Prof. Dr. Lars Ribbe
Prof. Dr. Lars Ribbe, Managing Director of the Institute for Technology and Resources Management in the Tropics and Subtropics (ITT) at TH Köln, explains why studying at the Institute can influence the water management around the world. He also reveals his favourite waterside spot in Cologne.
CCB: Cologne’s Academic Year 2017 focuses on “Water: the Artery of Life”. You’re the scientific mentor. What’s it all about?
Prof. Dr. Ribbe: Water is the basis for all life on earth. For that reason, we need to explore it scientifically – looking at issues such as how much water does a region contain, the quality of this water, and how much of it is available for agriculture, industry, the domestic water supply and for nature. This year, we’re presenting various Cologne initiatives in the form of lectures and exhibitions. In addition, we’re inviting the people of Cologne to come and visit us so they can gain an insight into the research we’re doing. At the ITT, we also organise a conference entitled “Water Security and Climate Change” that involves scientists from all over the world.
You are the director of ITT. What do you do exactly?
ITT conducts research into natural resources that provide the basis for the development of society and the economy. Our goal is to provide political and economic decision-makers with the information, knowledge and tools necessary to deal with resources sustainably. In Vietnam, for example, we are investigating the salinization of rivers. The heavy use of water resources leads to reduced water flow. At the same time, the sea level is rising and causing salt water to enter the rivers. This process is leading to major problems, in agriculture for example. This is not just happening in Vietnam, but also in many other areas of the world. We have researched into how to prevent salt-water intrusion through technical intervention and through improved water resource management.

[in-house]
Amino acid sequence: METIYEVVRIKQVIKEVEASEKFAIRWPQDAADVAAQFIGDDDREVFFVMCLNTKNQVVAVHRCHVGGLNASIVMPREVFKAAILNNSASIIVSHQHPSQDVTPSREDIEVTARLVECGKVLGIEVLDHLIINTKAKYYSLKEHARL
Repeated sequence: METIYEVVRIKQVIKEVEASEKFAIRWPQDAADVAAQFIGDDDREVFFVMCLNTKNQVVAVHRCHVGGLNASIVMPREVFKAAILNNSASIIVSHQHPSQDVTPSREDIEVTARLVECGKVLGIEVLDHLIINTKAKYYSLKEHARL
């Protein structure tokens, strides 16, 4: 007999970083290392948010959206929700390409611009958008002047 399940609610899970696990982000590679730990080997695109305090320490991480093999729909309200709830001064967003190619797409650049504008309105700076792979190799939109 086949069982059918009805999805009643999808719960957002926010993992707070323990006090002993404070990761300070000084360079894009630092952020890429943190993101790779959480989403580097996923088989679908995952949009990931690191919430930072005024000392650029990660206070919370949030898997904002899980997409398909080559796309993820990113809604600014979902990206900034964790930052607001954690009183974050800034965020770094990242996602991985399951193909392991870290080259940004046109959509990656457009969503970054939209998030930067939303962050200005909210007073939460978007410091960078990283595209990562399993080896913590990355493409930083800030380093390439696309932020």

So, studying in Cologne improves our approach to water around the world?
Yes, at the ITT, the knowledge we convey through our three master study programmes is applied in various regions throughout the world. Two-thirds of our students come from abroad. Intercultural exchange offers a considerable advantage because it brings everyday experiences from numerous different regions of the world to Cologne. In turn, our German students have the opportunity to go to at least one of our international partner universities and obtain a master thesis there.
Cologne-based universities and independent research institutes work together through the Cologne Science Forum. The interdisciplinary approach seems to be important for your research. Why?
Resource management represents a complex issue. In order to find solutions to existing problems, we need to understand natural and social systems. In doing this, natural, engineering and social sciences are equally relevant. No single institution can provide the knowledge necessary to adequately address these challenges. That is why we work together with lots of other institutions in Cologne, Germany, as well as internationally. At the same time, we need local partners who understand the problems and are capable of implementing solutions on the ground. We get them on board from day one and work with them until the research is completed.
You have been investigating water management for more than 15 years. Could you tell us what your favourite water-side location is in Cologne?
My favourite spot is on the river Rhine across from the Cathedral. As well as being able to enjoy a beautiful view of our city, you see how the built-up and the natural environments intertwine – something that is not always without its problems. But the Freitreppe (stepped embankment) is a fine example of how water and a city can compliment one another.
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